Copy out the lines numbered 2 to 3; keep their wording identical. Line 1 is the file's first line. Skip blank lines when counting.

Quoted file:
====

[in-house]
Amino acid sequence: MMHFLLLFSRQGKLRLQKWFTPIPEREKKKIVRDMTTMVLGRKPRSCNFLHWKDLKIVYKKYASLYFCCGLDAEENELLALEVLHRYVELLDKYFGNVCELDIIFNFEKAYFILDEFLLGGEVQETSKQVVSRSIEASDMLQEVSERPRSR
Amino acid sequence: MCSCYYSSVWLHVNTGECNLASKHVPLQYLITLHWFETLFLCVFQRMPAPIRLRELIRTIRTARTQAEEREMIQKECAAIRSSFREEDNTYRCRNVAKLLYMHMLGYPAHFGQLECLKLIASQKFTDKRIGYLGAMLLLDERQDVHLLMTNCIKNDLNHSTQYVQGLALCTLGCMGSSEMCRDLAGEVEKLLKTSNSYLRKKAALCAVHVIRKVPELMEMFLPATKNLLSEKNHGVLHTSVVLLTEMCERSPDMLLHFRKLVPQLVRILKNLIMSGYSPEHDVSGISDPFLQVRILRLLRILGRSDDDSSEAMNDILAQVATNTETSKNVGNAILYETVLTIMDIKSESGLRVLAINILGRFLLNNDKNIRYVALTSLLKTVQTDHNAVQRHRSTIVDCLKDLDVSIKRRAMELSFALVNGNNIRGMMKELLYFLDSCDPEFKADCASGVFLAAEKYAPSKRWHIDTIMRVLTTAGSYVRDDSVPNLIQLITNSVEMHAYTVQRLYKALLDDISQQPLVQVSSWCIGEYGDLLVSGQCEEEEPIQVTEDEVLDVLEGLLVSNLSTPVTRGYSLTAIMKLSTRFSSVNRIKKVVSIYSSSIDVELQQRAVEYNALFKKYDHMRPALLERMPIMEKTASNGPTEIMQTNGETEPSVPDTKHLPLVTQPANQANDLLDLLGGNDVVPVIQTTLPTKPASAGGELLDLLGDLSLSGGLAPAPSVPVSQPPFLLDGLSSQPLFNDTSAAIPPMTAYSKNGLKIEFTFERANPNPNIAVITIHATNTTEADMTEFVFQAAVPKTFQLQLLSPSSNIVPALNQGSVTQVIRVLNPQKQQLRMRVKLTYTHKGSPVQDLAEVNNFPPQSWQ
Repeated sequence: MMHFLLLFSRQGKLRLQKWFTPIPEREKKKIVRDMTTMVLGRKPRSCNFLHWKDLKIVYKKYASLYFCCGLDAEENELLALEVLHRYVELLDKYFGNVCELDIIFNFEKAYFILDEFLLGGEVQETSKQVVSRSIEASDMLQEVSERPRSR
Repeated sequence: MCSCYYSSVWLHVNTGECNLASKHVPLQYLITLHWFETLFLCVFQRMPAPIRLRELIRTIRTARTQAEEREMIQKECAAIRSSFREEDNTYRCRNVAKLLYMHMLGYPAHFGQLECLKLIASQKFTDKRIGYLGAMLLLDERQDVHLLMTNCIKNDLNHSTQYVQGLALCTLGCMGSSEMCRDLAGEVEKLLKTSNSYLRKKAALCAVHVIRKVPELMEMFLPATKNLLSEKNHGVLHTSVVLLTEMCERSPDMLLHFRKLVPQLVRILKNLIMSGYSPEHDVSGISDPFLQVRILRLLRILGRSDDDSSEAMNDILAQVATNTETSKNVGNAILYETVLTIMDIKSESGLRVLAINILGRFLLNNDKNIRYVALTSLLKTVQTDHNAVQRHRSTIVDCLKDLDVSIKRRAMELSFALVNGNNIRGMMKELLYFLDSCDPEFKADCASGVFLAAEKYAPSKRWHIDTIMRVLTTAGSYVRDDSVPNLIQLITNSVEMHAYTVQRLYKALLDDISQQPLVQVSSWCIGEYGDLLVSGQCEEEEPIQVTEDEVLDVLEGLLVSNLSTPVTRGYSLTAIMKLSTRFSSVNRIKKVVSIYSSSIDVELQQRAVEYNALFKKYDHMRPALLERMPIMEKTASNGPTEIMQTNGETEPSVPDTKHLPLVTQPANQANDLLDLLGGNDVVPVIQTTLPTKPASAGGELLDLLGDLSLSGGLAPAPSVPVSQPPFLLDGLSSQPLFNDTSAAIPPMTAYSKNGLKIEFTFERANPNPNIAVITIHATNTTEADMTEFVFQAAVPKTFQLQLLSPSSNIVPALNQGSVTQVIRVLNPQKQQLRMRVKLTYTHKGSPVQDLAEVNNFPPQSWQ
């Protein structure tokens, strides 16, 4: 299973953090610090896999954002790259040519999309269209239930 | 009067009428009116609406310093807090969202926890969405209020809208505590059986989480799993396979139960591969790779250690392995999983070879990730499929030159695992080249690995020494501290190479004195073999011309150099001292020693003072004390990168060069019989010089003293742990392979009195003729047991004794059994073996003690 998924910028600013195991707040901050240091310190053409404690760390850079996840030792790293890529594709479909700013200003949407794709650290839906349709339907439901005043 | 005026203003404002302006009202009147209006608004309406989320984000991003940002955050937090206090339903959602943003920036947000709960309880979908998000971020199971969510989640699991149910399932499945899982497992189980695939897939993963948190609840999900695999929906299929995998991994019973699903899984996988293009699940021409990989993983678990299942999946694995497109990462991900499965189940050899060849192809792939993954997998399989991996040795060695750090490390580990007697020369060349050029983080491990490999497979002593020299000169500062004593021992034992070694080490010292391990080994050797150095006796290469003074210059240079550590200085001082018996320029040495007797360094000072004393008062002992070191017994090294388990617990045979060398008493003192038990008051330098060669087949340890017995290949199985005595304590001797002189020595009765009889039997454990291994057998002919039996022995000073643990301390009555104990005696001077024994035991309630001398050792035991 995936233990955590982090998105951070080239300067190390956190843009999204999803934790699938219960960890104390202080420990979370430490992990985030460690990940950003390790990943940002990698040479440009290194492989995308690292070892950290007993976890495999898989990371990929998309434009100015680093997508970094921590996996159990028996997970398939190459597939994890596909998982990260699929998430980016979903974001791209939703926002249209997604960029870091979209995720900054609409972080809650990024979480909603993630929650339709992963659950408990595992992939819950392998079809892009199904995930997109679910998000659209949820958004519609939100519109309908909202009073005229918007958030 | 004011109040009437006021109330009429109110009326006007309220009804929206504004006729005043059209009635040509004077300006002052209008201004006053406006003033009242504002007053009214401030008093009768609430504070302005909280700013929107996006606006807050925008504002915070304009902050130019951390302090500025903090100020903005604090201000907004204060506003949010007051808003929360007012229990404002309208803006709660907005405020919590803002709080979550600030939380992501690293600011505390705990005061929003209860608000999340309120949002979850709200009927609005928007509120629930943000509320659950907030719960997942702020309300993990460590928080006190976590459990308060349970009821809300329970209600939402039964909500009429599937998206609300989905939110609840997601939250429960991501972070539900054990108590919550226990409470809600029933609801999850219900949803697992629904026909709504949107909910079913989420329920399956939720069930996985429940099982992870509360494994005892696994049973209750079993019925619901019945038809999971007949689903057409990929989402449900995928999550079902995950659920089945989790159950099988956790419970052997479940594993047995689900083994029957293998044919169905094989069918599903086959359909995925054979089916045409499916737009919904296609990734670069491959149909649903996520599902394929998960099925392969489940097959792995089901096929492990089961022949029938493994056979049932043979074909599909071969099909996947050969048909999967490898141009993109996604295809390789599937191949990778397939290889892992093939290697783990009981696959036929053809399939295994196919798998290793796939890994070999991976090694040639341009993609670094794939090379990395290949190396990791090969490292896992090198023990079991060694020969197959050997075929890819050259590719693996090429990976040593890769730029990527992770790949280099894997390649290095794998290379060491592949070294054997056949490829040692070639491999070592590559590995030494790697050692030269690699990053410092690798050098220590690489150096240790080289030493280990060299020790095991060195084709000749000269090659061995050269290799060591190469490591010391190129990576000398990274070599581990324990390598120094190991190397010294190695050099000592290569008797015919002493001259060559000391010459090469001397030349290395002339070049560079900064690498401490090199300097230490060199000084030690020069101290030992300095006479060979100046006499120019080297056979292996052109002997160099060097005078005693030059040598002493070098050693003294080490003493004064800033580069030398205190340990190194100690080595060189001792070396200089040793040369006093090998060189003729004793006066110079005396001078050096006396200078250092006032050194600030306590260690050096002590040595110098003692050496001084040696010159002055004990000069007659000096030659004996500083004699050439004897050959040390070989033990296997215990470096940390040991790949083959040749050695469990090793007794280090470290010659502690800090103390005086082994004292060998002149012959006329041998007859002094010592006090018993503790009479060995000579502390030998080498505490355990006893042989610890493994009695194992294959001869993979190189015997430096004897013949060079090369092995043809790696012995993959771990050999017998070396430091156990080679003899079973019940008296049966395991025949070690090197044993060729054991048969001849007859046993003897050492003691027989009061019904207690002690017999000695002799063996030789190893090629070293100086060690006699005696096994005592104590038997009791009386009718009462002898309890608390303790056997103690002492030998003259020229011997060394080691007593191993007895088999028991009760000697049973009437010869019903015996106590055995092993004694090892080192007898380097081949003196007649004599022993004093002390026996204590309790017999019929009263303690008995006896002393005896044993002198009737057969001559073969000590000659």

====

Amino acid sequence: MMHFLLLFSRQGKLRLQKWFTPIPEREKKKIVRDMTTMVLGRKPRSCNFLHWKDLKIVYKKYASLYFCCGLDAEENELLALEVLHRYVELLDKYFGNVCELDIIFNFEKAYFILDEFLLGGEVQETSKQVVSRSIEASDMLQEVSERPRSR
Amino acid sequence: MCSCYYSSVWLHVNTGECNLASKHVPLQYLITLHWFETLFLCVFQRMPAPIRLRELIRTIRTARTQAEEREMIQKECAAIRSSFREEDNTYRCRNVAKLLYMHMLGYPAHFGQLECLKLIASQKFTDKRIGYLGAMLLLDERQDVHLLMTNCIKNDLNHSTQYVQGLALCTLGCMGSSEMCRDLAGEVEKLLKTSNSYLRKKAALCAVHVIRKVPELMEMFLPATKNLLSEKNHGVLHTSVVLLTEMCERSPDMLLHFRKLVPQLVRILKNLIMSGYSPEHDVSGISDPFLQVRILRLLRILGRSDDDSSEAMNDILAQVATNTETSKNVGNAILYETVLTIMDIKSESGLRVLAINILGRFLLNNDKNIRYVALTSLLKTVQTDHNAVQRHRSTIVDCLKDLDVSIKRRAMELSFALVNGNNIRGMMKELLYFLDSCDPEFKADCASGVFLAAEKYAPSKRWHIDTIMRVLTTAGSYVRDDSVPNLIQLITNSVEMHAYTVQRLYKALLDDISQQPLVQVSSWCIGEYGDLLVSGQCEEEEPIQVTEDEVLDVLEGLLVSNLSTPVTRGYSLTAIMKLSTRFSSVNRIKKVVSIYSSSIDVELQQRAVEYNALFKKYDHMRPALLERMPIMEKTASNGPTEIMQTNGETEPSVPDTKHLPLVTQPANQANDLLDLLGGNDVVPVIQTTLPTKPASAGGELLDLLGDLSLSGGLAPAPSVPVSQPPFLLDGLSSQPLFNDTSAAIPPMTAYSKNGLKIEFTFERANPNPNIAVITIHATNTTEADMTEFVFQAAVPKTFQLQLLSPSSNIVPALNQGSVTQVIRVLNPQKQQLRMRVKLTYTHKGSPVQDLAEVNNFPPQSWQ